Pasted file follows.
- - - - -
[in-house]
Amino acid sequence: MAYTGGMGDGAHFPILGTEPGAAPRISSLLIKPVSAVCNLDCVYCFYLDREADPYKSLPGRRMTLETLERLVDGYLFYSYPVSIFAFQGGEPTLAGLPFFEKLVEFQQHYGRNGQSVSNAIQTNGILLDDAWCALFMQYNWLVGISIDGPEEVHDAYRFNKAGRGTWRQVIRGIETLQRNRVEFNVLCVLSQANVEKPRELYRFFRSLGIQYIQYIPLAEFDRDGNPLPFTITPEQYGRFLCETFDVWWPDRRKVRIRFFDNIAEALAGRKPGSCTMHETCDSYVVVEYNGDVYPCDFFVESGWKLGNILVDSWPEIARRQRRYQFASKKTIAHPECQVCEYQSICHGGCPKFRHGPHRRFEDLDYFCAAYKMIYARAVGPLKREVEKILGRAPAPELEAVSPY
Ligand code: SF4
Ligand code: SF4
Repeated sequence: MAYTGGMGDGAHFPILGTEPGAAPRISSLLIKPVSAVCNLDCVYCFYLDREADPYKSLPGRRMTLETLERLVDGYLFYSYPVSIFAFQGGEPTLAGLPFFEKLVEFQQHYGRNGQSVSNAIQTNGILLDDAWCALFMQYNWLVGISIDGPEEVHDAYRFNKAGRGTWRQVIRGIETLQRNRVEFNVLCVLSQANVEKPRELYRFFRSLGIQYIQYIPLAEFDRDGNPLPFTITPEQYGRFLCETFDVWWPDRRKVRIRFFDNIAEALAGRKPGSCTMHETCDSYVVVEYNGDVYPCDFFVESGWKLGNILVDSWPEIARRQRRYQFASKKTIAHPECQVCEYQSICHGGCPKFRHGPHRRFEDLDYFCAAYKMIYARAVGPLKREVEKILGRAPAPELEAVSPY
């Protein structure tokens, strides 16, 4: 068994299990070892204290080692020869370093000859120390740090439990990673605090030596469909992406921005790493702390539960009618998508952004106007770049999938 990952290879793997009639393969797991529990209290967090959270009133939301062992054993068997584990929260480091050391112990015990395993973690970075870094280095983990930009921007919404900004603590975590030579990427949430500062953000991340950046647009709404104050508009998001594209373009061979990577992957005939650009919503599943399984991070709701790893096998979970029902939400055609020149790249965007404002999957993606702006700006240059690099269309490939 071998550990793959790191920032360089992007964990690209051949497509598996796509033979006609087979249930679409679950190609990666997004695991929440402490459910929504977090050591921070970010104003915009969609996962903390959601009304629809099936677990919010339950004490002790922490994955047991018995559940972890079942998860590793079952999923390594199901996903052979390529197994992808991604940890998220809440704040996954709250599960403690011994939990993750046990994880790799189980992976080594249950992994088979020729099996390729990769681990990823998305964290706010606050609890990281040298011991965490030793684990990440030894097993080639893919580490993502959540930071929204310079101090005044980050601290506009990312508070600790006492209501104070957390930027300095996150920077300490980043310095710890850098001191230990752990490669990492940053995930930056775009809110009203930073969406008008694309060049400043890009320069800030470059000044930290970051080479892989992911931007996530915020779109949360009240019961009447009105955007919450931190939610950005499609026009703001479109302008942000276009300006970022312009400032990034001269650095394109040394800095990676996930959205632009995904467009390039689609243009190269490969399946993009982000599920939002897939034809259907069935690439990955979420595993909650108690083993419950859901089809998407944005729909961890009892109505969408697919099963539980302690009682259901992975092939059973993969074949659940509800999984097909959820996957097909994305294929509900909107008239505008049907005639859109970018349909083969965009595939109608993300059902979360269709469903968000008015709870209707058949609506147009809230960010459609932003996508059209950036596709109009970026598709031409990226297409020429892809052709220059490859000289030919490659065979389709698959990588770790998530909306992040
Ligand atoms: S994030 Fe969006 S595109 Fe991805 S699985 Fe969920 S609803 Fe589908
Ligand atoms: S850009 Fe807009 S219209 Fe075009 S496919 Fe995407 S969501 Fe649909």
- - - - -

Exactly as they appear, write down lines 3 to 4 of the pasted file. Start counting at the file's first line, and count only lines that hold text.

Ligand code: SF4
Ligand code: SF4